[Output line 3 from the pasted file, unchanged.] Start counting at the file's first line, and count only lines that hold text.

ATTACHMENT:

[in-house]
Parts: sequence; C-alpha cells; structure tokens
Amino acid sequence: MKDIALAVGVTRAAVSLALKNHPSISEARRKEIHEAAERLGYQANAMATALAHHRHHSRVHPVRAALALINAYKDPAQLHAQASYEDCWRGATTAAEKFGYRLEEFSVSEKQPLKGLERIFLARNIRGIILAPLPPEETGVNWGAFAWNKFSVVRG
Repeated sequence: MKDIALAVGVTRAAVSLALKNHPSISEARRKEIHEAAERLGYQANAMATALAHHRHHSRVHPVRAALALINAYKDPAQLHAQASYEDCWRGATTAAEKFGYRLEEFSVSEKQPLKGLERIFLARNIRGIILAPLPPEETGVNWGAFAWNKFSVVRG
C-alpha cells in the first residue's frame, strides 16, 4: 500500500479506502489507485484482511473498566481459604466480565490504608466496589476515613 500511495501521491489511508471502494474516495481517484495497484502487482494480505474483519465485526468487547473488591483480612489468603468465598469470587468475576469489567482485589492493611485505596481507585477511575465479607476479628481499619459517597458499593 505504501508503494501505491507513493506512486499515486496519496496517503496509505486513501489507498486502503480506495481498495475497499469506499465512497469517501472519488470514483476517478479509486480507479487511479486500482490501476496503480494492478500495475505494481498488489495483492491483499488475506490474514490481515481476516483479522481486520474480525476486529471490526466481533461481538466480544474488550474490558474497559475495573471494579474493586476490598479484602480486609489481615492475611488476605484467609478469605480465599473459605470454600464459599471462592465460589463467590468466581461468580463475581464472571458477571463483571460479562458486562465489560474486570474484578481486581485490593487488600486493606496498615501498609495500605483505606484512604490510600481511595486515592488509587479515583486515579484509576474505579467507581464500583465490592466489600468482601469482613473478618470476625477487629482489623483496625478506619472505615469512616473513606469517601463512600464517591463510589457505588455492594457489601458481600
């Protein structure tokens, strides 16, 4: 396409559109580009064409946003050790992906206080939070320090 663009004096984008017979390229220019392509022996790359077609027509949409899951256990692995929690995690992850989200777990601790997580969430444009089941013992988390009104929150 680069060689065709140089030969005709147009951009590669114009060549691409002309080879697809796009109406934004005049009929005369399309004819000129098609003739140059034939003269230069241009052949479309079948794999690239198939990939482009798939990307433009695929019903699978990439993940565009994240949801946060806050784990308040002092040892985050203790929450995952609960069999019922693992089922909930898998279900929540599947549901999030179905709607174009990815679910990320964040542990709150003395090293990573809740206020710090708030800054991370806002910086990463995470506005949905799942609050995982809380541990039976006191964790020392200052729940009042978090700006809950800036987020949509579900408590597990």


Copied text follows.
Amino acid sequence: MKDIALAVGVTRAAVSLALKNHPSISEARRKEIHEAAERLGYQANAMATALAHHRHHSRVHPVRAALALINAYKDPAQLHAQASYEDCWRGATTAAEKFGYRLEEFSVSEKQPLKGLERIFLARNIRGIILAPLPPEETGVNWGAFAWNKFSVVRG